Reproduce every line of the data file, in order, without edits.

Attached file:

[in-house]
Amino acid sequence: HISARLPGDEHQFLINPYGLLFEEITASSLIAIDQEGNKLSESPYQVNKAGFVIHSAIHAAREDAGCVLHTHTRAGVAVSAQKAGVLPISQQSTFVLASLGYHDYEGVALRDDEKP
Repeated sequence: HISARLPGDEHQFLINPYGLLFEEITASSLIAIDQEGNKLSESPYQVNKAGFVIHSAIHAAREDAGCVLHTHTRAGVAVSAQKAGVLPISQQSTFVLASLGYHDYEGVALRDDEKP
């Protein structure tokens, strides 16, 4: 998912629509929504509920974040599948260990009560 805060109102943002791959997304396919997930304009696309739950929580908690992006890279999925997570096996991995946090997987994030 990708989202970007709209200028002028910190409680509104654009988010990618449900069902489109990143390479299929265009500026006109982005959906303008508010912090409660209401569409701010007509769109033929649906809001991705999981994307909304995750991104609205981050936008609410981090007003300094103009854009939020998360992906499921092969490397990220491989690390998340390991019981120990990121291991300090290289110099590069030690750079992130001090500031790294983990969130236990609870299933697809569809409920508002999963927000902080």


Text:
[in-house]
Amino acid sequence: HISARLPGDEHQFLINPYGLLFEEITASSLIAIDQEGNKLSESPYQVNKAGFVIHSAIHAAREDAGCVLHTHTRAGVAVSAQKAGVLPISQQSTFVLASLGYHDYEGVALRDDEKP
Repeated sequence: HISARLPGDEHQFLINPYGLLFEEITASSLIAIDQEGNKLSESPYQVNKAGFVIHSAIHAAREDAGCVLHTHTRAGVAVSAQKAGVLPISQQSTFVLASLGYHDYEGVALRDDEKP
């Protein structure tokens, strides 16, 4: 998912629509929504509920974040599948260990009560 805060109102943002791959997304396919997930304009696309739950929580908690992006890279999925997570096996991995946090997987994030 990708989202970007709209200028002028910190409680509104654009988010990618449900069902489109990143390479299929265009500026006109982005959906303008508010912090409660209401569409701010007509769109033929649906809001991705999981994307909304995750991104609205981050936008609410981090007003300094103009854009939020998360992906499921092969490397990220491989690390998340390991019981120990990121291991300090290289110099590069030690750079992130001090500031790294983990969130236990609870299933697809569809409920508002999963927000902080």